Ex-Aide Sues Conroy for Harassment : Lawsuit: Woman says O.C. assemblyman fired her after she complained about sexual advances. He denies allegations.


Assemblyman Mickey Conroy, the Orange County lawmaker who captured national headlines recently with a bill to paddle juvenile graffiti vandals, has been accused in a lawsuit of sexually harassing and wrongfully firing a former employee.

Robyn Boyd, a former part-time legislative clerk in Conroy’s office, accused the Republican from Orange of subjecting her to “uninvited and unwelcome” harassment, as well as an office environment replete with off-color jokes, leering, innuendo and sexual advances, according to the lawsuit.

Conroy denied the allegations, saying in a one-page statement that Boyd’s complaints resulted from “unfortunate misunderstandings” and that his office “addressed those matters by taking immediate corrective action where appropriate.” He said he would refrain from further comment until the case is resolved.

The lawsuit was filed in Amador County last March, but is being transferred this week to Sacramento County. Carolee Kilduff, Boyd’s attorney, said the complaint, which seeks unspecified monetary damages, was filed in the neighboring county to avoid publicity while settlement negotiations were underway with the Assembly Rules Committee, which is also named as a plaintiff.


Boyd, 35, is seeing a psychiatrist for emotional problems she alleges she has suffered as a result of the harassment, Kilduff said. Although the lawsuit contends Boyd was essentially terminated from her job, officials in the Legislature said she was on unpaid administrative leave.

Kilduff said Boyd has a master’s degree in communicative hearing disorders but came to Conroy’s office in 1993 seeking a career change. Her goal was to help write legislation pertaining to the health field, the attorney said. Conroy sits on the Assembly Health Committee.

The lawsuit said Boyd was told shortly after she was hired in March, 1993, that she should give Conroy back rubs as well as “hugs and kisses.”

Conroy on several occasions draped an arm around Boyd and let his hand fall on her breast, the lawsuit said. In addition, Boyd walked into a Conroy fund-raiser in Sacramento on one occasion and was called over by the assemblyman, who puckered his lips and said that a kiss was one of the “perks” he enjoyed as a state lawmaker, Kilduff said.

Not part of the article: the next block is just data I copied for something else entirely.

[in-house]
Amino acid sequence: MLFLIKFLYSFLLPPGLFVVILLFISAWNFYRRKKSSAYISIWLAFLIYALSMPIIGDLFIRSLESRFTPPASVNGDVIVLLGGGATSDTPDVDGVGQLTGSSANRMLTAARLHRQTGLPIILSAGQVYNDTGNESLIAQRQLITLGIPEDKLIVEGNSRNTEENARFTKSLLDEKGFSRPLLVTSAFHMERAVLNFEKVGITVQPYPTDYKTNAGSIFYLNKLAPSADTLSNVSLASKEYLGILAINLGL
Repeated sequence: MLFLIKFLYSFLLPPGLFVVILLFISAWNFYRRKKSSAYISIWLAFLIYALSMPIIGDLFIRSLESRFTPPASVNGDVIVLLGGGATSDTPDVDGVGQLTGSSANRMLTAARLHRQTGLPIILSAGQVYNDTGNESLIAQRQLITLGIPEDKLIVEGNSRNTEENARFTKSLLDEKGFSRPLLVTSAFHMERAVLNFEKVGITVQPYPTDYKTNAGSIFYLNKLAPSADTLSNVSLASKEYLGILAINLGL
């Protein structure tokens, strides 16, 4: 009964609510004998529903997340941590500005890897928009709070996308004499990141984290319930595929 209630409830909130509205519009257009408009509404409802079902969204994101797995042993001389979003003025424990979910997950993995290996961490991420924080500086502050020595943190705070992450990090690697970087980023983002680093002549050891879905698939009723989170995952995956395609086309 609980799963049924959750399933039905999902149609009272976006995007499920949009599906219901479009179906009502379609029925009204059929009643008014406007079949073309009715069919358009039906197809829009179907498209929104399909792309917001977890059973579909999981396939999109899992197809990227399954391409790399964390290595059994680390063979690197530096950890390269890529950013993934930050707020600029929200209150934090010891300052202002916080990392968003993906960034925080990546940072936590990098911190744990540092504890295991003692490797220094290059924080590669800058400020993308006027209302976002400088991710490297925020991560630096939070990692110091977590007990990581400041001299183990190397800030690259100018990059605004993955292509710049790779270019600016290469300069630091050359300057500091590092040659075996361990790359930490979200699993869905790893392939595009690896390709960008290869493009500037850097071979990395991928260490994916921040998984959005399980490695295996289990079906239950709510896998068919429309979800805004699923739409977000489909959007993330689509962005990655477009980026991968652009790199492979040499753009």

The lawsuit said other employees at the office told Boyd she should “tolerate and acquiesce” to the behavior. When Boyd went to discuss the problems with Conroy’s chief of staff, Pete Conaty, she was discouraged from complaining and told not to talk to the assemblyman, according to the lawsuit.

When the problems persisted and Boyd refused to change her stance, Conaty told her she would be blackballed and see any chances for advancement ruined, the lawsuit alleges. Conaty is also named in the lawsuit.

The result was an “intolerable” work environment, the lawsuit alleges. Boyd was ostracized, excluded from meetings, assigned less desirable work and had her hours cut, the lawsuit said.

Boyd was fired by Conroy, but she complained to the Assembly Rules Committee, which oversees operation of the lower house. The committee conducted an investigation and agreed to transfer Boyd to a the Assembly data processing center. She was seated next to another female worker who had complained about sexual harassment by a lawmaker, Kilduff said.


Boyd worked just three days before she became so emotionally distraught she had to leave in December, 1993, the attorney said.

The lawsuit contends that Conroy’s behavior was “intentional and malicious” and that Boyd was arbitrarily terminated without just cause, ruining her chances for a career in the state Capitol.